In a last ditch effort to get the City Council to give more money to New Britain schools, parents and teachers made their voices heard. They got in front of the Council to urge members to give back the $3 million that was cut in the Mayor’s budget. Parents and teachers say that gap will lead to big cuts.
"It means my child is going to suffer as far as her education. When you lose teachers, you lose the faith and the children won’t be able to grow," said Scott Clark, a New Britain parent.
The Board of Education says as of now, the district will have to cut 107 positions. The teachers union on Monday voted for $1.5 million in concessions, which will come from each teacher taking one unpaid week. That may help the bottom line, but the Board of Ed still needs more funding.
That’s where the City Council Democrats came in. They adopted their own budget which gives back $3 million to the Board of Ed and $1 million back to taxpayers.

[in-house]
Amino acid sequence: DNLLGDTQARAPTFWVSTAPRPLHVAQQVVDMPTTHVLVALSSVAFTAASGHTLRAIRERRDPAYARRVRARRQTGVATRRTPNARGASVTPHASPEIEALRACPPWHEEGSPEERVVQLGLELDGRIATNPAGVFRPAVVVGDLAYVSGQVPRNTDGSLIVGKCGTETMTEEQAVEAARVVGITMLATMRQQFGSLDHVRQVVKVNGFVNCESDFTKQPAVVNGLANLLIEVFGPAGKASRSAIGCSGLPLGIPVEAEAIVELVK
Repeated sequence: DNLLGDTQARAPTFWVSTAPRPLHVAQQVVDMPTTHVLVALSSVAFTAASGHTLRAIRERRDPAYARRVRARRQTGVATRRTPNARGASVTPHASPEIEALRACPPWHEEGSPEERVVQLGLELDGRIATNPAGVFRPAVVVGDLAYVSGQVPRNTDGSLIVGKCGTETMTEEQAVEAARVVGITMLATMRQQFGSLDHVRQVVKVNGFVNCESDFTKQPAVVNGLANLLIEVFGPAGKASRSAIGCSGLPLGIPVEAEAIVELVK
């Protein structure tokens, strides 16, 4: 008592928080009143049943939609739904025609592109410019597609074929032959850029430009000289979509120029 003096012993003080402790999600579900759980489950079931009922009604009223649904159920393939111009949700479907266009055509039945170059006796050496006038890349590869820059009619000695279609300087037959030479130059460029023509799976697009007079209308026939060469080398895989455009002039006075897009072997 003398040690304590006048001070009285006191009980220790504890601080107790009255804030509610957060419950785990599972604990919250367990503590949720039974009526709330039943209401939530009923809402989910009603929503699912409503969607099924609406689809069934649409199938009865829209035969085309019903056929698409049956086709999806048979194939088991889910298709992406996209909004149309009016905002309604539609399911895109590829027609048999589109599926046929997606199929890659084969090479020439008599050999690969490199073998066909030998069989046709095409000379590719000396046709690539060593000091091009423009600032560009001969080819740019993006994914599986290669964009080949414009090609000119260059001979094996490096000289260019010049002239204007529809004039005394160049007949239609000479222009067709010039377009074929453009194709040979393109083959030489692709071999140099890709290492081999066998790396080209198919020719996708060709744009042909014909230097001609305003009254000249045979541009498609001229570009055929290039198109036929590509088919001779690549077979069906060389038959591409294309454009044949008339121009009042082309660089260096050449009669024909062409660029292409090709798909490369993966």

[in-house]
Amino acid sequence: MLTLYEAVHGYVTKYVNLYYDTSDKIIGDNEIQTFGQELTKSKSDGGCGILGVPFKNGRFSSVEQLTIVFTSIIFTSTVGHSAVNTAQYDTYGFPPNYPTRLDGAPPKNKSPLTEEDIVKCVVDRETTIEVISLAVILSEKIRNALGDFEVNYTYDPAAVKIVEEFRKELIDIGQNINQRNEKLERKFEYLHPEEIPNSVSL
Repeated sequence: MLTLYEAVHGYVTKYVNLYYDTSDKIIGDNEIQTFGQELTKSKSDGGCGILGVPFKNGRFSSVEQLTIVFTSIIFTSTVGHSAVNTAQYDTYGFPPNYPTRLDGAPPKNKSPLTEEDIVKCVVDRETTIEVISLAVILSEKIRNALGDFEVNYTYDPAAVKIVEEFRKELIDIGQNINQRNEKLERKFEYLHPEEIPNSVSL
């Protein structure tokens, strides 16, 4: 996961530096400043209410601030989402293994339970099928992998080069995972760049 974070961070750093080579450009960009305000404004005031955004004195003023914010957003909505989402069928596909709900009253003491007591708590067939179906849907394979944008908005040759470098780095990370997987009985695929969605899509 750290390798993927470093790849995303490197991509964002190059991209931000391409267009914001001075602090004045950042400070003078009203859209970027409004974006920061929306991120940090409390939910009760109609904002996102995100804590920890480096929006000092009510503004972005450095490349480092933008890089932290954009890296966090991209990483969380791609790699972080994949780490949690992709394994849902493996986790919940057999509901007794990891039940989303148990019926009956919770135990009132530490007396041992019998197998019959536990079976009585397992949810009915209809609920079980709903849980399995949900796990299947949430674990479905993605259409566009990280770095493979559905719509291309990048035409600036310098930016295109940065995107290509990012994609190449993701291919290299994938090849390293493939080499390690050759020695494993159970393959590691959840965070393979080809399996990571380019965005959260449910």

"Without a doubt, this is one, this is the most difficult year I’ve faced in budgeting," said City Council President Michael Trueworthy.
The Mayor says the Council waited until the last minute to make changes, and he doesn’t support them.
"There has to be a reasonable request here. We go through this ritual of ask and beg for double digit increases and when they get flat funded, it always seems to work in September," said Mayor Timothy Stewart.
Stewart has up to ten days to veto the new budget. The City Council would have to have a two-thirds majority to override his veto.